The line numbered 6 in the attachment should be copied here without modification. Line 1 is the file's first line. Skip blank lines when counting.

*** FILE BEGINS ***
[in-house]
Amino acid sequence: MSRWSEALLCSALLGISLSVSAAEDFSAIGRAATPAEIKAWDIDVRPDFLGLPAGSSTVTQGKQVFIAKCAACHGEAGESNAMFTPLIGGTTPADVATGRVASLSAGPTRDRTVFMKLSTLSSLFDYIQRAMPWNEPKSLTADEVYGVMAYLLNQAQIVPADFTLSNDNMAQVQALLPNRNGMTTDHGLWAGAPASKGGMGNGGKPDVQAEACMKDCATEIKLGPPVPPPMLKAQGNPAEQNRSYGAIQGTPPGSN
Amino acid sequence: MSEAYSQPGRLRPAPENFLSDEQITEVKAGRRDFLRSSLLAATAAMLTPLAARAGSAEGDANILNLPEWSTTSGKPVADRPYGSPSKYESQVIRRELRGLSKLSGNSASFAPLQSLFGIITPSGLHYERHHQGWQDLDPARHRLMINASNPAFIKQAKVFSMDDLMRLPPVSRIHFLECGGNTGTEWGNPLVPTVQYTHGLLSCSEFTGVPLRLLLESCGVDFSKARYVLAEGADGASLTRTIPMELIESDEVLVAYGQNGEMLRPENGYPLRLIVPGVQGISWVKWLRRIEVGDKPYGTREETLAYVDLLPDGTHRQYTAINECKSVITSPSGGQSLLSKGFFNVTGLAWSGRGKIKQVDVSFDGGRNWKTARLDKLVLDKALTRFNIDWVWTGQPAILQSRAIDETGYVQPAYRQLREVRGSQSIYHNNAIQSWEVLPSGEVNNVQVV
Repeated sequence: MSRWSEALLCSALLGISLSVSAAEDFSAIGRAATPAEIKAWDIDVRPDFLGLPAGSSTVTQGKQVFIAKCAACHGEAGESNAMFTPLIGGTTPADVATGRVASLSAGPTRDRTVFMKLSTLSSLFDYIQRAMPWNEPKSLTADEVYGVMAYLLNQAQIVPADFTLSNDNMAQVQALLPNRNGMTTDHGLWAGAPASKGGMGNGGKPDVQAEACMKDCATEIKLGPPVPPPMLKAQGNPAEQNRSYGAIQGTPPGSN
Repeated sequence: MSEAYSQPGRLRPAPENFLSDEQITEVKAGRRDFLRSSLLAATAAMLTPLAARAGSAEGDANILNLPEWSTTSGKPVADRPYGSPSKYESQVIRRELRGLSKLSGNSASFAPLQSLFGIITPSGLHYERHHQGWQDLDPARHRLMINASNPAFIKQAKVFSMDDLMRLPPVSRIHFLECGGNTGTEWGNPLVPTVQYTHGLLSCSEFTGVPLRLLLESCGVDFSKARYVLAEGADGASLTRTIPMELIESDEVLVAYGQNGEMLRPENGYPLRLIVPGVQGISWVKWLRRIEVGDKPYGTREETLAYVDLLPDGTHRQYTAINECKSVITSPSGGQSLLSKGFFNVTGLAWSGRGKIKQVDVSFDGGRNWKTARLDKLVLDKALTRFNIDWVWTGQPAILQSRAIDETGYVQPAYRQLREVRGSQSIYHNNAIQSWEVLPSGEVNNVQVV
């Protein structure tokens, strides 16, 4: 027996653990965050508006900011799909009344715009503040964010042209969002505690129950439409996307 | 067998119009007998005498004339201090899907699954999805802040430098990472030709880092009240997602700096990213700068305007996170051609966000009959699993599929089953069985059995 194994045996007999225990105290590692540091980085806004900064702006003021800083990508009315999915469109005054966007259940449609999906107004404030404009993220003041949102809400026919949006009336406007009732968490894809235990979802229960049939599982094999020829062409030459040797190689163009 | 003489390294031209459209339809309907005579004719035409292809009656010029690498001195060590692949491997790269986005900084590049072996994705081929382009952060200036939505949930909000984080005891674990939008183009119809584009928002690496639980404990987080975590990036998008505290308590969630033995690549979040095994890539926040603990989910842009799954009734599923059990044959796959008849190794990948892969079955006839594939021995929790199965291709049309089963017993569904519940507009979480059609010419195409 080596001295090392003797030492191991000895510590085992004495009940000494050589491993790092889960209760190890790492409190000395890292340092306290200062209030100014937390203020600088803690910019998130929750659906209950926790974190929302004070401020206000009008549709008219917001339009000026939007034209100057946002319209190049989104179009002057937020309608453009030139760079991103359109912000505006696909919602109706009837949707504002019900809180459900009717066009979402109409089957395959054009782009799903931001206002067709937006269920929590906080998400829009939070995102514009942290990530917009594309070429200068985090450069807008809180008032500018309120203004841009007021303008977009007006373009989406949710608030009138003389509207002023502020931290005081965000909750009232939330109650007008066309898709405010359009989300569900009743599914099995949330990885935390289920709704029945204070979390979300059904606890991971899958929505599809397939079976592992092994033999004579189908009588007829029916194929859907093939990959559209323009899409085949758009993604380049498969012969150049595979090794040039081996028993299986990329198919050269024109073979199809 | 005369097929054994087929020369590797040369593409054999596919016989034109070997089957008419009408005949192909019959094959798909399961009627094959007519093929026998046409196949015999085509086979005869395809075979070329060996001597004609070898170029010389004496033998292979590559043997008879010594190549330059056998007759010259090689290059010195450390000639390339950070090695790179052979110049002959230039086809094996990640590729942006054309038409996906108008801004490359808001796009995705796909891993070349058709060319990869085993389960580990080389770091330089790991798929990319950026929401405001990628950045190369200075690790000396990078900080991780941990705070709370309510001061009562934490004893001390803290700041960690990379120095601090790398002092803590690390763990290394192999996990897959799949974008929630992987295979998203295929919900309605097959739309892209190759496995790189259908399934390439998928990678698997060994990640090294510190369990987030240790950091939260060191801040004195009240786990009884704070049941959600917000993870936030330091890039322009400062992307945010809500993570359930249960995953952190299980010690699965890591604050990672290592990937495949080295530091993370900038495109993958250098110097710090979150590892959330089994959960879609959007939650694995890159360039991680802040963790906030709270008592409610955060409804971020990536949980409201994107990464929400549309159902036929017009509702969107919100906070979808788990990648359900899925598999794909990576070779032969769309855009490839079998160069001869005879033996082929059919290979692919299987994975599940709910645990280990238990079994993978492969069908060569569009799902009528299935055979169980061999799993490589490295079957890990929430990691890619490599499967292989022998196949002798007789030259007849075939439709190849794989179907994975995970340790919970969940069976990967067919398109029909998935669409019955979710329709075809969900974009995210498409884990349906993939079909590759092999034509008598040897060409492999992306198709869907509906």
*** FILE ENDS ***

């Protein structure tokens, strides 16, 4: 027996653990965050508006900011799909009344715009503040964010042209969002505690129950439409996307 | 067998119009007998005498004339201090899907699954999805802040430098990472030709880092009240997602700096990213700068305007996170051609966000009959699993599929089953069985059995 194994045996007999225990105290590692540091980085806004900064702006003021800083990508009315999915469109005054966007259940449609999906107004404030404009993220003041949102809400026919949006009336406007009732968490894809235990979802229960049939599982094999020829062409030459040797190689163009 | 003489390294031209459209339809309907005579004719035409292809009656010029690498001195060590692949491997790269986005900084590049072996994705081929382009952060200036939505949930909000984080005891674990939008183009119809584009928002690496639980404990987080975590990036998008505290308590969630033995690549979040095994890539926040603990989910842009799954009734599923059990044959796959008849190794990948892969079955006839594939021995929790199965291709049309089963017993569904519940507009979480059609010419195409 080596001295090392003797030492191991000895510590085992004495009940000494050589491993790092889960209760190890790492409190000395890292340092306290200062209030100014937390203020600088803690910019998130929750659906209950926790974190929302004070401020206000009008549709008219917001339009000026939007034209100057946002319209190049989104179009002057937020309608453009030139760079991103359109912000505006696909919602109706009837949707504002019900809180459900009717066009979402109409089957395959054009782009799903931001206002067709937006269920929590906080998400829009939070995102514009942290990530917009594309070429200068985090450069807008809180008032500018309120203004841009007021303008977009007006373009989406949710608030009138003389509207002023502020931290005081965000909750009232939330109650007008066309898709405010359009989300569900009743599914099995949330990885935390289920709704029945204070979390979300059904606890991971899958929505599809397939079976592992092994033999004579189908009588007829029916194929859907093939990959559209323009899409085949758009993604380049498969012969150049595979090794040039081996028993299986990329198919050269024109073979199809 | 005369097929054994087929020369590797040369593409054999596919016989034109070997089957008419009408005949192909019959094959798909399961009627094959007519093929026998046409196949015999085509086979005869395809075979070329060996001597004609070898170029010389004496033998292979590559043997008879010594190549330059056998007759010259090689290059010195450390000639390339950070090695790179052979110049002959230039086809094996990640590729942006054309038409996906108008801004490359808001796009995705796909891993070349058709060319990869085993389960580990080389770091330089790991798929990319950026929401405001990628950045190369200075690790000396990078900080991780941990705070709370309510001061009562934490004893001390803290700041960690990379120095601090790398002092803590690390763990290394192999996990897959799949974008929630992987295979998203295929919900309605097959739309892209190759496995790189259908399934390439998928990678698997060994990640090294510190369990987030240790950091939260060191801040004195009240786990009884704070049941959600917000993870936030330091890039322009400062992307945010809500993570359930249960995953952190299980010690699965890591604050990672290592990937495949080295530091993370900038495109993958250098110097710090979150590892959330089994959960879609959007939650694995890159360039991680802040963790906030709270008592409610955060409804971020990536949980409201994107990464929400549309159902036929017009509702969107919100906070979808788990990648359900899925598999794909990576070779032969769309855009490839079998160069001869005879033996082929059919290979692919299987994975599940709910645990280990238990079994993978492969069908060569569009799902009528299935055979169980061999799993490589490295079957890990929430990691890619490599499967292989022998196949002798007789030259007849075939439709190849794989179907994975995970340790919970969940069976990967067919398109029909998935669409019955979710329709075809969900974009995210498409884990349906993939079909590759092999034509008598040897060409492999992306198709869907509906």